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Action Hero Father Knows Best


Action Hero Father Knows Best

It’s been two years since Woodland Hillsbased Animation Development Company and Toonzone Studios teamed up to work on their first joint venture, a great-looking toon called Action Dad.

Created by Andy Dickman, who did storyboards and character designs for shows such as Loonatics Unleashed and Danger Rangers, the show centers on an average, single father named Chuck Ramsey who has to face the daily trials of life with his very capable 14-yearold daughter and his brainy 12-year-old son.

“We noticed that there are lots of shows out there that put the poor dads down,” says Konnie Kwak, the series’ well-regarded exec producer and president of Toonzone Studios, an animation house with offices in both L.A. and Vancouver. “We took a lot of care to portray the dad as an intelligent, caring figure. It’s just that sometimes he just doesn’t get it, like many parents in today’s world. Of course, he has to deal with the regular trials of family life, but on top of that, he has to fight evil and save the world!”

What sets the show apart from many of the toons on the drawing boards out there today is the fact that it’s fully funded, thanks to the efforts of Animation Development Company.

With co-producer Hawaii Film Partners (Ape Escape, Flight 29 Down) and distribution in the hands of Showcase Entertainment, the episodes are slated to be ready by late 2009.

“Personally, I consider it remarkable that we received such a fantastic response at last year’s MIPCOM Junior market,” says Ira Warren, ADC’s seasoned finance consultant. “There were over 1,100 shows submitted for viewing and we
came in number 13 of the most viewed shows by the many network executives. That’s fantastic considering that we were competing with such well-known, established major studio brands as Disney and Warner Bros.—we came in ahead of Batman and Garfield!”

Kwak, who has many years of experience producing TV animation, says the show would be perfect for primetime audiences. “Originally, we were planning for a younger audience, but after feedback from the networks that we are in touch with currently, there seems to be more of a demand for older family fare. “Since we are currently in production, we can work on the real dynamics between the characters, and reflect the changes that the networks are looking for in the next year. T h e r e f o r e , right now we are targeting the eight- to12-year-olds and their parents.”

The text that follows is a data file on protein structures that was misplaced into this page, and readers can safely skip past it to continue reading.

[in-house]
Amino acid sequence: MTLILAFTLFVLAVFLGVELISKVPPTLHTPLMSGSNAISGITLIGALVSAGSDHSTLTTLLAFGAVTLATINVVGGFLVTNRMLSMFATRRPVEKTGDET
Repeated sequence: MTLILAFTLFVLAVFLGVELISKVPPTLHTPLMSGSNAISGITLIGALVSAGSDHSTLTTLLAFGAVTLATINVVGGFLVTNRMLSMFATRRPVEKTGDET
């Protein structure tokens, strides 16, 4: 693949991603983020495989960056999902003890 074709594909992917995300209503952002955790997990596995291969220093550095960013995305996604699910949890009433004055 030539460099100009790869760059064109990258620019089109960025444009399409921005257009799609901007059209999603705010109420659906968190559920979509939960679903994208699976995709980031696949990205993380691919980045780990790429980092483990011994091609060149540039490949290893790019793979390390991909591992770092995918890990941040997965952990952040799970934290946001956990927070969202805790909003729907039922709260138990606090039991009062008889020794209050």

“We have funding for 26 episodes, but we’re looking to find a top show runner and a new network partner in the near
future and we hope to debut the series in the fall of 2009,” she adds. “The budget for the show is $10 million, but the show is going to look like we produced it for 10 times that amount.”

Kwak and Warren are also working on another appealing toon that is generating early buzz internationally: Tiny Warriors is an action adventure series focusing on miniature-sized martial arts characters. Kwak says the fact that she’s a few months away from earning her black belt and is married to a martial artist certainly helps with the creative part of the toon. Warren points out that because of the show’s strong merchandising hook, many companies in both western and Asian territories have already expressed interest. “We have already been contacted by Chinese co-production partners, and that is a huge plus in the global marketplace right now because the Chinese government is making a big push for animation.”

Like many working in the field today, Kwak and Warren believe that although the current economic climate has impacted the business, there will always be a place for strong, quality animated shows.

“The market has certainly changed since a year ago, because of the credit crunch, and many investment bankers don’t know where the money is going to be next year,” says Kwak. “But we consider that to be a plus for us, because we’ve secured international funding. Investors feel nervous about putting their money in the stock market and in banks, so investing in an animation series with solid creative teams becomes a good option.”

Warren agrees. “I consider the children’s market to be recession-proof,” he says. “From an investor’s standpoint, children will always watch cartoons, even when mom and dad are wringing their hands as they look at their stock portfolio reports.”

What seems to be keeping Kwak and Warren optimistic about the future is the timeless appeal of quality TV shows for viewers all over the world. “The shows that we all love have a long shelf life,” concludes Kwak.
“It’s not about what’s hip and faddish in a year or two. You look at the classics like Tom and Jerry or Winnie the Pooh: They’ve been around for 40, 50 years. That’s what we’re aiming for with Action Dad. We hope people will stay in love with this family for a long, long time.” ■

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